But this was anything but a weepy farewell. Hirst grinned like a cream-guzzling cat, Moginie looked pretty pleased at key moments, Garrett was slightly less garrulous but also slightly less tense than he’s been since the 2017 reformation, and even the usually impassively focused Rotsey let a small smile play at the corner of his mouth every now and then. (Ventoura, who had learnt 94 songs for this farewell tour, was too busy keeping busy to indulge in anything like loose emotion.)
And that was just on stage, not quite “20 hours to Brisbane on a night prowl play”. Out in the world where the rest of us were, in this always unappealing “concrete cavern [that] catches the sky” that still somehow, despite itself, works as an iconic venue, there was cascading pleasure. There was recognition and surprise and energy and puzzlement and muscle memory and community and righteous fury and joy and individual reminiscence. There was 40 songs, three hours and forty minutes, three encores.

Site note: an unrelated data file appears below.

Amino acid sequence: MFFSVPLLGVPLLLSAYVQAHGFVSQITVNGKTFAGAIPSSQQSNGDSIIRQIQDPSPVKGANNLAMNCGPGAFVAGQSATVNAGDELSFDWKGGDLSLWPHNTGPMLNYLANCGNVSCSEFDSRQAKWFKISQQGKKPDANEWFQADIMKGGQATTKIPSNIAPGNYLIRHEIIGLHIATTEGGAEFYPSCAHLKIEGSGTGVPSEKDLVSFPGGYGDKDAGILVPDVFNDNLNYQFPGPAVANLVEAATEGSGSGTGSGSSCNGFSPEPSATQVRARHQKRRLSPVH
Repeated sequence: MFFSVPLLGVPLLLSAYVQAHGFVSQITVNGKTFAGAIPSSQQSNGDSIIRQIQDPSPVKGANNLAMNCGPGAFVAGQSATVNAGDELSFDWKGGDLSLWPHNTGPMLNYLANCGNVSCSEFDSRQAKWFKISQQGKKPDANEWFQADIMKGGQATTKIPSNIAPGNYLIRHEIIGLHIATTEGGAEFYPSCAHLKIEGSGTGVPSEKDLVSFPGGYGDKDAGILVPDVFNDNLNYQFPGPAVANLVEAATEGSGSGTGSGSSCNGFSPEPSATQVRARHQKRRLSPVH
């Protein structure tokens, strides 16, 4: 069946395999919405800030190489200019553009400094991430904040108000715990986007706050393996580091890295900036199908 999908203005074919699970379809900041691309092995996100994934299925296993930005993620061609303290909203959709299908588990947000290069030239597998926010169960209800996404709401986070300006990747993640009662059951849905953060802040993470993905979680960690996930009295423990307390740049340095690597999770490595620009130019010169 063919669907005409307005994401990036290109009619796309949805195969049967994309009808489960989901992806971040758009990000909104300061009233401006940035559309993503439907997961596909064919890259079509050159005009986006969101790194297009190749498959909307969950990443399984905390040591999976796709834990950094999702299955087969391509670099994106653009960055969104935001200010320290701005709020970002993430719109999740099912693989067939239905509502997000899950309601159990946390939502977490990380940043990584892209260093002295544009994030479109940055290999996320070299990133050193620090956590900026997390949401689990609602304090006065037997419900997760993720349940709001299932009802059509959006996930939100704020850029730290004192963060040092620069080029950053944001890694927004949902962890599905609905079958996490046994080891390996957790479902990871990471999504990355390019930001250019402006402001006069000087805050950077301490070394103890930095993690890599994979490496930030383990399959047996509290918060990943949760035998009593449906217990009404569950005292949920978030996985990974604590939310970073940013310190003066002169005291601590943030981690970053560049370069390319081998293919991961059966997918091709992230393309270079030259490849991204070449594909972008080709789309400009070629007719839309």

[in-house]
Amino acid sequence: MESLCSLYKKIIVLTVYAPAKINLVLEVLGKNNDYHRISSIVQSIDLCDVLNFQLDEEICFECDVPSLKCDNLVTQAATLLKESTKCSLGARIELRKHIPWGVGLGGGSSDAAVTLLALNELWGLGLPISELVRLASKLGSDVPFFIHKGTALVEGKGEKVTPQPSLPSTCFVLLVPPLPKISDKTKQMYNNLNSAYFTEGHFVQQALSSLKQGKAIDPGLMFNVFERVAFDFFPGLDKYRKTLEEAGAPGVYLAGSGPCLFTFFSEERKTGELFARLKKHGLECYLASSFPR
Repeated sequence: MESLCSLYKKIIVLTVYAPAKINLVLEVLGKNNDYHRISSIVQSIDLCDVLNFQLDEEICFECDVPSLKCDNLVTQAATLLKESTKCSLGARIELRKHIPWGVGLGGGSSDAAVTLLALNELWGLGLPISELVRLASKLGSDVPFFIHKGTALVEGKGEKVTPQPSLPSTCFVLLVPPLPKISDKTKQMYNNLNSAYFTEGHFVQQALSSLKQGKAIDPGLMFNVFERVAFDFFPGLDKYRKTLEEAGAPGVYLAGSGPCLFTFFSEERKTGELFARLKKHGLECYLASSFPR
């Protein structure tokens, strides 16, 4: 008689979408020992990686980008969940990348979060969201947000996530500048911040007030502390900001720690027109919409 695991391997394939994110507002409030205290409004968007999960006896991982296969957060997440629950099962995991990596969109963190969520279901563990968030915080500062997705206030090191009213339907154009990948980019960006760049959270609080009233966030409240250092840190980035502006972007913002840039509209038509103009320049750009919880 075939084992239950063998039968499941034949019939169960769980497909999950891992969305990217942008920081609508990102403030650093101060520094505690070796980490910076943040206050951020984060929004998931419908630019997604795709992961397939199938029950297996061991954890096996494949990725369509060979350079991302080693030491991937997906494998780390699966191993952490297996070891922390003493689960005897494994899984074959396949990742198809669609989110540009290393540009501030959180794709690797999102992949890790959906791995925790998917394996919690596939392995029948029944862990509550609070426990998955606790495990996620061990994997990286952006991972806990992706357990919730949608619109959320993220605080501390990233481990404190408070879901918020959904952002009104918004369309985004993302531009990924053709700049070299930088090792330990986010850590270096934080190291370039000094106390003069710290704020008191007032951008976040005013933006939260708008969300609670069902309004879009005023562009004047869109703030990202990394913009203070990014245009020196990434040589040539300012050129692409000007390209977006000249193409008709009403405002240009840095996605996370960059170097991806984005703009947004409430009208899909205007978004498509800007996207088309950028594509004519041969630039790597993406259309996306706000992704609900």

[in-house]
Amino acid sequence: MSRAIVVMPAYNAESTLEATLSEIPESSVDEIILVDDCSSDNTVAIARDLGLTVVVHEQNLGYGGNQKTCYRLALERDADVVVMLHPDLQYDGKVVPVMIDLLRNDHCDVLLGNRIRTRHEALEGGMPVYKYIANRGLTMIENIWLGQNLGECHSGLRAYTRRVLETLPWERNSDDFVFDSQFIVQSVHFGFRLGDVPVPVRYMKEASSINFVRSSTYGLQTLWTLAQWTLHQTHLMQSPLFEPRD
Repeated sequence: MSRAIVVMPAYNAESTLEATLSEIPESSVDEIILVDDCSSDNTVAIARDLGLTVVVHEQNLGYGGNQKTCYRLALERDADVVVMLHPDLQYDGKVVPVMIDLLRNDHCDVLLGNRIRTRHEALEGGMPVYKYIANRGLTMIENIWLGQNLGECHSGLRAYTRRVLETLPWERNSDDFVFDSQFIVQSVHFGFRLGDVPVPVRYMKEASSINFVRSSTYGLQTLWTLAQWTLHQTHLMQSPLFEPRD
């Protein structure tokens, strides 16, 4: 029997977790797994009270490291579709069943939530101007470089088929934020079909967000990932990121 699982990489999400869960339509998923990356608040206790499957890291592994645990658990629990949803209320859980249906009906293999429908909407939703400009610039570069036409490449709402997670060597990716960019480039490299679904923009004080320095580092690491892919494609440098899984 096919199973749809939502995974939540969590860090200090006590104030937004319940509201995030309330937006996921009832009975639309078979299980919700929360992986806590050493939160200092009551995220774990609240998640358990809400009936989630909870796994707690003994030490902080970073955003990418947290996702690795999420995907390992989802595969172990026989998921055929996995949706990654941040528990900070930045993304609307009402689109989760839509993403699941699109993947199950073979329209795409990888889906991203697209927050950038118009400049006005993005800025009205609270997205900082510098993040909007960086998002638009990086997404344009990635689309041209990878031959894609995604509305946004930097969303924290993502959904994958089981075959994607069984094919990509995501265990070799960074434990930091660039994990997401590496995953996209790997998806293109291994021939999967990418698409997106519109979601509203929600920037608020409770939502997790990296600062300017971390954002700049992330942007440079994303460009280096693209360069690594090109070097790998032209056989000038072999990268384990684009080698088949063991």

We had a lot to draw on.
(Photo by Joseph Mayers)
We had Stand In Line, with another insistent, punishing bassline setting up some fabulous guitar histrionics, and We Are Not Afraid, coming across like a sea shanty crossed with a Spanish folk song, just missing a violin (that sea breeze then blown away by the chill snap of Cold Cold Change).
We took Surf’s Up Tonight followed by Surfing With A Spoon, going from tender to tensile, carolling to carousel, and the quietly treading Wind In My Head and Luritja Way separated by a whip-sharp US Forces.
We grabbed Dan Sultan putting the high charging on Gadigal Land and Leah Flanagan and Liz Stringer throwing their arms around a half dozen more, and bent our bodies through I’m The Cure (unplayed for more than 30 years) and If Ned Kelly Was King.